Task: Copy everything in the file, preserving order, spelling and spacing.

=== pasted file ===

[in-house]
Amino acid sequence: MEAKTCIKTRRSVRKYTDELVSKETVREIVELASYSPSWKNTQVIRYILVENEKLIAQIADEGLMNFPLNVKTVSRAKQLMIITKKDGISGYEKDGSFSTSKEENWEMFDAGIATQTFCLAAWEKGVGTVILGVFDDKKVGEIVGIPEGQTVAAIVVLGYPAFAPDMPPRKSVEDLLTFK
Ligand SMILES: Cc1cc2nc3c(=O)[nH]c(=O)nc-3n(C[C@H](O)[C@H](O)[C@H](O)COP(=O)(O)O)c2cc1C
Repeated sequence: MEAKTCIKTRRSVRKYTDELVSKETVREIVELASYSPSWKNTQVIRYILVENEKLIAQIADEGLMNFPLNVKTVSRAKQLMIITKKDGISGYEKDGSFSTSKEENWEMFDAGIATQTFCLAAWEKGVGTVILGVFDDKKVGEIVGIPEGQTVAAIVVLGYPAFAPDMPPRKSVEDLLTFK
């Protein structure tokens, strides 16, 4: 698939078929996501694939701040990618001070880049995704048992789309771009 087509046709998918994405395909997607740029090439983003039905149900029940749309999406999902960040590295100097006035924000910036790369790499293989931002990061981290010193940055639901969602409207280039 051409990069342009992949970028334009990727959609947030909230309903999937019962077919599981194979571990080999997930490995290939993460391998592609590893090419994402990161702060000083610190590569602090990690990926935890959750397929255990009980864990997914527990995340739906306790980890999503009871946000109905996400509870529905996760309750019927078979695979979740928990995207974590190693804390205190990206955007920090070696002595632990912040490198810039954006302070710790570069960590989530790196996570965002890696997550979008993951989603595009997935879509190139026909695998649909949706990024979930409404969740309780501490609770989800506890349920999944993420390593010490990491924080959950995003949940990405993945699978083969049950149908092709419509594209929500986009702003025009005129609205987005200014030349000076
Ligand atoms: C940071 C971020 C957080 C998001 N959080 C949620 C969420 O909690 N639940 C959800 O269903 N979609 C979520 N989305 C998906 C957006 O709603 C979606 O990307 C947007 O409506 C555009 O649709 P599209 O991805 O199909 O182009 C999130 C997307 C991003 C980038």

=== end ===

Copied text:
[in-house]
Amino acid sequence: MEAKTCIKTRRSVRKYTDELVSKETVREIVELASYSPSWKNTQVIRYILVENEKLIAQIADEGLMNFPLNVKTVSRAKQLMIITKKDGISGYEKDGSFSTSKEENWEMFDAGIATQTFCLAAWEKGVGTVILGVFDDKKVGEIVGIPEGQTVAAIVVLGYPAFAPDMPPRKSVEDLLTFK
Ligand SMILES: Cc1cc2nc3c(=O)[nH]c(=O)nc-3n(C[C@H](O)[C@H](O)[C@H](O)COP(=O)(O)O)c2cc1C
Repeated sequence: MEAKTCIKTRRSVRKYTDELVSKETVREIVELASYSPSWKNTQVIRYILVENEKLIAQIADEGLMNFPLNVKTVSRAKQLMIITKKDGISGYEKDGSFSTSKEENWEMFDAGIATQTFCLAAWEKGVGTVILGVFDDKKVGEIVGIPEGQTVAAIVVLGYPAFAPDMPPRKSVEDLLTFK
């Protein structure tokens, strides 16, 4: 698939078929996501694939701040990618001070880049995704048992789309771009 087509046709998918994405395909997607740029090439983003039905149900029940749309999406999902960040590295100097006035924000910036790369790499293989931002990061981290010193940055639901969602409207280039 051409990069342009992949970028334009990727959609947030909230309903999937019962077919599981194979571990080999997930490995290939993460391998592609590893090419994402990161702060000083610190590569602090990690990926935890959750397929255990009980864990997914527990995340739906306790980890999503009871946000109905996400509870529905996760309750019927078979695979979740928990995207974590190693804390205190990206955007920090070696002595632990912040490198810039954006302070710790570069960590989530790196996570965002890696997550979008993951989603595009997935879509190139026909695998649909949706990024979930409404969740309780501490609770989800506890349920999944993420390593010490990491924080959950995003949940990405993945699978083969049950149908092709419509594209929500986009702003025009005129609205987005200014030349000076
Ligand atoms: C940071 C971020 C957080 C998001 N959080 C949620 C969420 O909690 N639940 C959800 O269903 N979609 C979520 N989305 C998906 C957006 O709603 C979606 O990307 C947007 O409506 C555009 O649709 P599209 O991805 O199909 O182009 C999130 C997307 C991003 C980038």